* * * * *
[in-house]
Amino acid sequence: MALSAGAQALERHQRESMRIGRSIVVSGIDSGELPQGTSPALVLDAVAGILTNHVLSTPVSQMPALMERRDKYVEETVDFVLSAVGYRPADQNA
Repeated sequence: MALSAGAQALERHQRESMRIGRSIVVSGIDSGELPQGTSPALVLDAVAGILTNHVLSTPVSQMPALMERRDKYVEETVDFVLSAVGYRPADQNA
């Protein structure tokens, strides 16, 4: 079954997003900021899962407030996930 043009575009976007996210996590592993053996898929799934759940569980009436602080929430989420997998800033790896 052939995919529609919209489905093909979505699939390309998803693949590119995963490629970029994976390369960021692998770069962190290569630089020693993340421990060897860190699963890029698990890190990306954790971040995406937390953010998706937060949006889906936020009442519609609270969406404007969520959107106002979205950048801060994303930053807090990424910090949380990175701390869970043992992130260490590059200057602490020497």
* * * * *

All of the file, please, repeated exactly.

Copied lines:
[in-house]
Amino acid sequence: MALSAGAQALERHQRESMRIGRSIVVSGIDSGELPQGTSPALVLDAVAGILTNHVLSTPVSQMPALMERRDKYVEETVDFVLSAVGYRPADQNA
Repeated sequence: MALSAGAQALERHQRESMRIGRSIVVSGIDSGELPQGTSPALVLDAVAGILTNHVLSTPVSQMPALMERRDKYVEETVDFVLSAVGYRPADQNA
């Protein structure tokens, strides 16, 4: 079954997003900021899962407030996930 043009575009976007996210996590592993053996898929799934759940569980009436602080929430989420997998800033790896 052939995919529609919209489905093909979505699939390309998803693949590119995963490629970029994976390369960021692998770069962190290569630089020693993340421990060897860190699963890029698990890190990306954790971040995406937390953010998706937060949006889906936020009442519609609270969406404007969520959107106002979205950048801060994303930053807090990424910090949380990175701390869970043992992130260490590059200057602490020497």